Innovation Lab Group Picture
Innovation Lab Group Picture
By jboren - October 12, 2016

Problem-solving skills are intrinsic in the professional nursing landscape and require forward thinking, collaborative effort and, most of all, a creative approach to leadership and care. While not everyone’s natural strengths are rooted in a creative process, we may seek to develop the dimensions and capacity of our problem-solving skillset through innovative reflection and application. On August 30th through September 1st, Karen Tilstra, Co-Founder of Florida Hospital Innovation Lab (FHIL), came to Loma Linda University School of Nursing with a team of Innovation Designers to offer the School of Nursing faculty and staff a one-of-a-kind workshop experience, where they identified, developed and actually applied their own approach to creative leadership and design thinking in order to improve the services the school provides. Associate Dean, Barbara Ninan, was a key proponent for the workshop, stating, “It brought us together to begin co-creating our future at the School of Nursing. The collaborative team approach used by FHIL provided everyone an opportunity for their individual voices to be heard and stimulated everyone’s creativity in a fun way.”

Divided into mixed groups, the faculty and staff were tasked to recognize a shared goal to improve the School of Nursing. The question that arose early on and set the tone for the conversation was, “How can the School of Nursing revolutionize its program in order to maintain relevance and meet the needs of the changing health care landscape?” The Innovation team called for each group to brainstorm their own approach to answering this question. And while adjustment to the curriculum design and student experience stood out as clear consenting solutions, the group projects represented a spectrum of process improvement ranging from elevating the quality of the student environment to establishing new modes of student emotional support to mining alumni experience data through focus groups and more. Assistant Professor, Kelly McHan, explained the diverse nature of the group projects, saying, “Curriculum affects so much more than just what occurs in the classroom; it encompasses the whole student experience, and drives student competence in meeting workplace challenges after they graduate.”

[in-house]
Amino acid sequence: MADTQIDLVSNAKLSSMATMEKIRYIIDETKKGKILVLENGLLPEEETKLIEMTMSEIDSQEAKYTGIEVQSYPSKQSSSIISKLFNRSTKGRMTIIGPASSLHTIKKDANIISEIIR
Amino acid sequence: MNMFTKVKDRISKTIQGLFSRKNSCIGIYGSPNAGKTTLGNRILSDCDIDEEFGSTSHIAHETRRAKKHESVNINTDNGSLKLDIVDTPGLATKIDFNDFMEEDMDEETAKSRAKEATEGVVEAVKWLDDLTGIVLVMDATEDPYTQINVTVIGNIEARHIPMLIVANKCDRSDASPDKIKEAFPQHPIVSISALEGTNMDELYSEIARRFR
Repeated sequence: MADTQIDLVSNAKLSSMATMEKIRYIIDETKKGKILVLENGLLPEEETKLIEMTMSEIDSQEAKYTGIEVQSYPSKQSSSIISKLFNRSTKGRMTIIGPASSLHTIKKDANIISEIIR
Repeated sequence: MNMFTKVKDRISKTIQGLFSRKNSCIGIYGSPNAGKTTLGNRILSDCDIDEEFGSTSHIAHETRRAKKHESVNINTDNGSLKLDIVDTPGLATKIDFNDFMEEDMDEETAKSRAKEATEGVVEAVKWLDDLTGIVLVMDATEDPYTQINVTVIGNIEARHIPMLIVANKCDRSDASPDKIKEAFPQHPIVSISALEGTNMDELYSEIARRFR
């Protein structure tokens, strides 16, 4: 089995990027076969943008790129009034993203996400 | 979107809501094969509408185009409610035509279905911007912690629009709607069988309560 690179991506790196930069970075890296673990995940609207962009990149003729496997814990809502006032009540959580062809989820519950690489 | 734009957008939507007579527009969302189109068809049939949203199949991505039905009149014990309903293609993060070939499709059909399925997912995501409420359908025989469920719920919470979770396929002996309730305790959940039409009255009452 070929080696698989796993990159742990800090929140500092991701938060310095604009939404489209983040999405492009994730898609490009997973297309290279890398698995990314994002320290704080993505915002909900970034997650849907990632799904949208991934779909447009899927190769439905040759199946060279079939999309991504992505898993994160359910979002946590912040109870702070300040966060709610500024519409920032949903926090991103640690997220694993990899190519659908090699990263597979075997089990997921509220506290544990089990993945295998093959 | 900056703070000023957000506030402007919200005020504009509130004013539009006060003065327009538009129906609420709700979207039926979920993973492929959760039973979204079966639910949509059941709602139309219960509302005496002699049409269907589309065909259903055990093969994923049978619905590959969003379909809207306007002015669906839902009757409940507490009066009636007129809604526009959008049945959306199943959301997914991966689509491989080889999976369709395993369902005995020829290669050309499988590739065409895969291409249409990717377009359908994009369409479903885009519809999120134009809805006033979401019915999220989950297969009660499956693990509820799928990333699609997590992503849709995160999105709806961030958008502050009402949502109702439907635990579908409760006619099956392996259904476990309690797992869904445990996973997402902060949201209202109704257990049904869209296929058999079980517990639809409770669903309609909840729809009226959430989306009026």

All projects were presented as “prototypes” to a panel of Administrative staff who agreed that the results offered a promising set of options for process improvement. With consistent follow through, curriculum design and student experience are areas of feasible enhancement within the next year. The status of the projects will remain adaptive to discovery and change but the overall goal will remain constant. Dr. Ninan reports that, “Moving forward we will build on the foundation that was created at the workshop. Each Undergraduate Faculty Meeting will include time for the groups to meet together and to report their plans and progress to the larger group.”

The immersive experience of the design thinking workshop is one that will not only impact the quality of curriculum and student experience; it has already left its mark on many of the faculty. Director of RN to BS program and Assistant Professor, Nancie Parmenter shared a common response, saying “[The experience] took me outside of my comfort zone by encouraging me to be less prescriptive and more spontaneous…I’m not used to letting ideas flow in any which direction It was a learning experience.”